Data Science on ARCHER2

Course length: 1 day. Course level: introductory.

This course will cover the essentials of ARCHER2, the basic use of core data science packages (e.g. R, Pandas), and data handling best practice.

 

Development on ARCHER2

Course length: 2 days. Course level: introductory.

This course will cover the ARCHER2 application development environment, core parallel and scientific software libraries, available debugging and profiling tools. This will be available both online and face-to-face course to suit the needs of attendees.

 

Reproducible computational environments using containers

Course length: 2 days. Course level: introductory.

This course aims to introduce the use of containers with the goal of using them to effect reproducible computational environments. Such environments are useful for ensuring reproducible research outputs and for simplifying the setup of complex software dependencies across different systems. We will primarily use Docker to illustrate the use of containers but will also briefly introduce Singularity which is designed for use on multi-user systems (such as HPC resources). This course is aimed at researchers who have no (or very little) previous experience of using containers. Attendees are expected to have basic familiarity with using a command line interface such as bash or Powershell.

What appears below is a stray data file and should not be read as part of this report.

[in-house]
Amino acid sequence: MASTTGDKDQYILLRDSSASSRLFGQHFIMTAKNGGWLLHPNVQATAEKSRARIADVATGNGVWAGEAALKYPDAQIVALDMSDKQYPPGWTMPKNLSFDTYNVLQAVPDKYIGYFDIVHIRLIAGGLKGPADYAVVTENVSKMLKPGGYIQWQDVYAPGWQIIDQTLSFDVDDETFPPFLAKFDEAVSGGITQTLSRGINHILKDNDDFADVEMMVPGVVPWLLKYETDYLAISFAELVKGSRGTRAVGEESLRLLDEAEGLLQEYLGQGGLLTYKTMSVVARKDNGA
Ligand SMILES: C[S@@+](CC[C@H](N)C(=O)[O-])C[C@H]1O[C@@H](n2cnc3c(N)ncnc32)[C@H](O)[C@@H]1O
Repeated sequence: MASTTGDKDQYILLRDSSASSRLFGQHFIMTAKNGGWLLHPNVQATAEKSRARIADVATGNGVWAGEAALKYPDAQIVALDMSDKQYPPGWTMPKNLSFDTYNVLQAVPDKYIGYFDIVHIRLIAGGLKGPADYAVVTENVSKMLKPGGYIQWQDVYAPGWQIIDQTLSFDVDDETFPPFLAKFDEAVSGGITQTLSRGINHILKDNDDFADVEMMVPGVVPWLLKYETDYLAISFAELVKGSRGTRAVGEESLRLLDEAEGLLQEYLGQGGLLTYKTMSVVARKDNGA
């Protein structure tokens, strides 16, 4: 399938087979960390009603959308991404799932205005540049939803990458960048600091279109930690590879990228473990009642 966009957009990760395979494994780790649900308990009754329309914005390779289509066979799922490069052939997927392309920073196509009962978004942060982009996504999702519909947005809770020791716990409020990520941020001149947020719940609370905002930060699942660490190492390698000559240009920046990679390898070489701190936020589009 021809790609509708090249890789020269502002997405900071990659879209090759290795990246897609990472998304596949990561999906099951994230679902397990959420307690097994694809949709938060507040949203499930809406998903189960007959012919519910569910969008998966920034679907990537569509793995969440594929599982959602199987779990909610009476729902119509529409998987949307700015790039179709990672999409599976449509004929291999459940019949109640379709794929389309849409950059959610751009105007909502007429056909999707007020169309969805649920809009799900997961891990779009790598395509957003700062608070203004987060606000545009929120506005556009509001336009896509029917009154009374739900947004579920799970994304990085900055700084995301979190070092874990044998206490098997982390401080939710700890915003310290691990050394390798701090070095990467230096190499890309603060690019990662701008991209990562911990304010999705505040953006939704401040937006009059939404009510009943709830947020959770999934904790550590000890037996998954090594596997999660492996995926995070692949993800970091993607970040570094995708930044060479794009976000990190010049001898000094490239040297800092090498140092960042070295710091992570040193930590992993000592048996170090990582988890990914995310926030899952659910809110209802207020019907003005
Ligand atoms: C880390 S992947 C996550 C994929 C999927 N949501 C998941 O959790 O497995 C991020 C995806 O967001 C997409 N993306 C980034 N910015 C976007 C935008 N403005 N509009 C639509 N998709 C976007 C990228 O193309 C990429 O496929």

Intermediate (level 2) courses

 

Understanding Package Performance

Course length: 1 day. Course level: intermediate.